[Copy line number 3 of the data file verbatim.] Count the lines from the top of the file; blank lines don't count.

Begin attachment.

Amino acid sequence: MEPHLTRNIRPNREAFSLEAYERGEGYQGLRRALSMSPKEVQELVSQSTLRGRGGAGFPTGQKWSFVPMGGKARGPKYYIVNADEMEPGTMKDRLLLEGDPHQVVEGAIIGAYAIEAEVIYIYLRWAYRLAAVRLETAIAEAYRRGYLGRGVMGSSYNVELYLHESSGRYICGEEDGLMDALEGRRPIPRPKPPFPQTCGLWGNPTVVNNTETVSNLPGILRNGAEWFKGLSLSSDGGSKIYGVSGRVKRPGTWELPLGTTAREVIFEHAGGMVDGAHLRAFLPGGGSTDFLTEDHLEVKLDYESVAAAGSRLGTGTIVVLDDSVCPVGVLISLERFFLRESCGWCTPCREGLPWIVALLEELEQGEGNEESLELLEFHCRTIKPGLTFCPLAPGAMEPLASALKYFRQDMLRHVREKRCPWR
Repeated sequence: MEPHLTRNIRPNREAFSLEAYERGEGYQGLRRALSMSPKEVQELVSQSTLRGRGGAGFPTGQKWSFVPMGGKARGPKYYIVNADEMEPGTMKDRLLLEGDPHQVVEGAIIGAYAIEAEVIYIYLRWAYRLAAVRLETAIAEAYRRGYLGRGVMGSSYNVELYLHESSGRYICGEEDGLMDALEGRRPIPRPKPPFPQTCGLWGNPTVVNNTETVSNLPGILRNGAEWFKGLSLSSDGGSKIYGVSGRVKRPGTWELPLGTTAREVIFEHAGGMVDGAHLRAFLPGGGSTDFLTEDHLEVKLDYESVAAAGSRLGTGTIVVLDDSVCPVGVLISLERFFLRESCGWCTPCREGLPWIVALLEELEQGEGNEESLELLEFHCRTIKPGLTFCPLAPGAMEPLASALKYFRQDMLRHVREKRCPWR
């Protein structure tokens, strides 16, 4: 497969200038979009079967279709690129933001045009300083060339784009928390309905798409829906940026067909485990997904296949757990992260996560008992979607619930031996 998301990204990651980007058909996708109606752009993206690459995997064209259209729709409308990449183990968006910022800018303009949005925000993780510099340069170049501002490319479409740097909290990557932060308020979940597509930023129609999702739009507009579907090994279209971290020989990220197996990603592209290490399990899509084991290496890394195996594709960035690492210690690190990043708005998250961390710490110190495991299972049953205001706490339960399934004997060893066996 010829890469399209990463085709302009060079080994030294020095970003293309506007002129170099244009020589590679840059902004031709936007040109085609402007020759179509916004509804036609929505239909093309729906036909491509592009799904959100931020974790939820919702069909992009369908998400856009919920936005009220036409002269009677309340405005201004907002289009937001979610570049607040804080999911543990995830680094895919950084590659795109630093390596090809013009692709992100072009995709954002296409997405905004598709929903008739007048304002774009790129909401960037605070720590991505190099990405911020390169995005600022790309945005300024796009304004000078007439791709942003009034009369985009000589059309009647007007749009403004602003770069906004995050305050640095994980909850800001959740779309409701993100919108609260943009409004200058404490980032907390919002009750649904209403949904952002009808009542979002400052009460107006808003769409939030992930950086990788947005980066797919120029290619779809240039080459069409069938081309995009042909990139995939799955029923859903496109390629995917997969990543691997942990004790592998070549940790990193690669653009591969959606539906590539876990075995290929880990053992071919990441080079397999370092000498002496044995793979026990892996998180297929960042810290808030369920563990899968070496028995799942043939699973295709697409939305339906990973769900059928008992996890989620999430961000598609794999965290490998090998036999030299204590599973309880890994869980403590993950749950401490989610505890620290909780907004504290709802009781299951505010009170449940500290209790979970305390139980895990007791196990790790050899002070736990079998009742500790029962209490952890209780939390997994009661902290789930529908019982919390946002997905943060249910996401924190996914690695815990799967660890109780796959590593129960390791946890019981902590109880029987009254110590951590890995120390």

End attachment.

């Protein structure tokens, strides 16, 4: 497969200038979009079967279709690129933001045009300083060339784009928390309905798409829906940026067909485990997904296949757990992260996560008992979607619930031996 998301990204990651980007058909996708109606752009993206690459995997064209259209729709409308990449183990968006910022800018303009949005925000993780510099340069170049501002490319479409740097909290990557932060308020979940597509930023129609999702739009507009579907090994279209971290020989990220197996990603592209290490399990899509084991290496890394195996594709960035690492210690690190990043708005998250961390710490110190495991299972049953205001706490339960399934004997060893066996 010829890469399209990463085709302009060079080994030294020095970003293309506007002129170099244009020589590679840059902004031709936007040109085609402007020759179509916004509804036609929505239909093309729906036909491509592009799904959100931020974790939820919702069909992009369908998400856009919920936005009220036409002269009677309340405005201004907002289009937001979610570049607040804080999911543990995830680094895919950084590659795109630093390596090809013009692709992100072009995709954002296409997405905004598709929903008739007048304002774009790129909401960037605070720590991505190099990405911020390169995005600022790309945005300024796009304004000078007439791709942003009034009369985009000589059309009647007007749009403004602003770069906004995050305050640095994980909850800001959740779309409701993100919108609260943009409004200058404490980032907390919002009750649904209403949904952002009808009542979002400052009460107006808003769409939030992930950086990788947005980066797919120029290619779809240039080459069409069938081309995009042909990139995939799955029923859903496109390629995917997969990543691997942990004790592998070549940790990193690669653009591969959606539906590539876990075995290929880990053992071919990441080079397999370092000498002496044995793979026990892996998180297929960042810290808030369920563990899968070496028995799942043939699973295709697409939305339906990973769900059928008992996890989620999430961000598609794999965290490998090998036999030299204590599973309880890994869980403590993950749950401490989610505890620290909780907004504290709802009781299951505010009170449940500290209790979970305390139980895990007791196990790790050899002070736990079998009742500790029962209490952890209780939390997994009661902290789930529908019982919390946002997905943060249910996401924190996914690695815990799967660890109780796959590593129960390791946890019981902590109880029987009254110590951590890995120390």